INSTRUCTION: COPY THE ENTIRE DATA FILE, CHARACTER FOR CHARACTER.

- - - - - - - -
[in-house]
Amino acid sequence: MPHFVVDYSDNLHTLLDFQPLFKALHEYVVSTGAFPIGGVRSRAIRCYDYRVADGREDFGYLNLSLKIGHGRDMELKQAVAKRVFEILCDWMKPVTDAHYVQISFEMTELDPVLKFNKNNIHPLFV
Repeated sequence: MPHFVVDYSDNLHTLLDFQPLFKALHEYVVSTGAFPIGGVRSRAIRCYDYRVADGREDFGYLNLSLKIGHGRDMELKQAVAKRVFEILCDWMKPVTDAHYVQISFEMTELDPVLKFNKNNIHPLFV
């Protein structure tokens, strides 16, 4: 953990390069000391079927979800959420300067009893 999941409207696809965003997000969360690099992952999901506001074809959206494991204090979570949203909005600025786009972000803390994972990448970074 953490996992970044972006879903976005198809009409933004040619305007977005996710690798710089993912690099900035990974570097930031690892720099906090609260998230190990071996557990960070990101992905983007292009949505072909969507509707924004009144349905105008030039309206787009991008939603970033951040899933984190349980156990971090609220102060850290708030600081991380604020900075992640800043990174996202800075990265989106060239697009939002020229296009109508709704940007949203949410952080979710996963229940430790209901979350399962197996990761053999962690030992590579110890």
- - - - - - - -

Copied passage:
[in-house]
Amino acid sequence: MPHFVVDYSDNLHTLLDFQPLFKALHEYVVSTGAFPIGGVRSRAIRCYDYRVADGREDFGYLNLSLKIGHGRDMELKQAVAKRVFEILCDWMKPVTDAHYVQISFEMTELDPVLKFNKNNIHPLFV
Repeated sequence: MPHFVVDYSDNLHTLLDFQPLFKALHEYVVSTGAFPIGGVRSRAIRCYDYRVADGREDFGYLNLSLKIGHGRDMELKQAVAKRVFEILCDWMKPVTDAHYVQISFEMTELDPVLKFNKNNIHPLFV
């Protein structure tokens, strides 16, 4: 953990390069000391079927979800959420300067009893 999941409207696809965003997000969360690099992952999901506001074809959206494991204090979570949203909005600025786009972000803390994972990448970074 953490996992970044972006879903976005198809009409933004040619305007977005996710690798710089993912690099900035990974570097930031690892720099906090609260998230190990071996557990960070990101992905983007292009949505072909969507509707924004009144349905105008030039309206787009991008939603970033951040899933984190349980156990971090609220102060850290708030600081991380604020900075992640800043990174996202800075990265989106060239697009939002020229296009109508709704940007949203949410952080979710996963229940430790209901979350399962197996990761053999962690030992590579110890």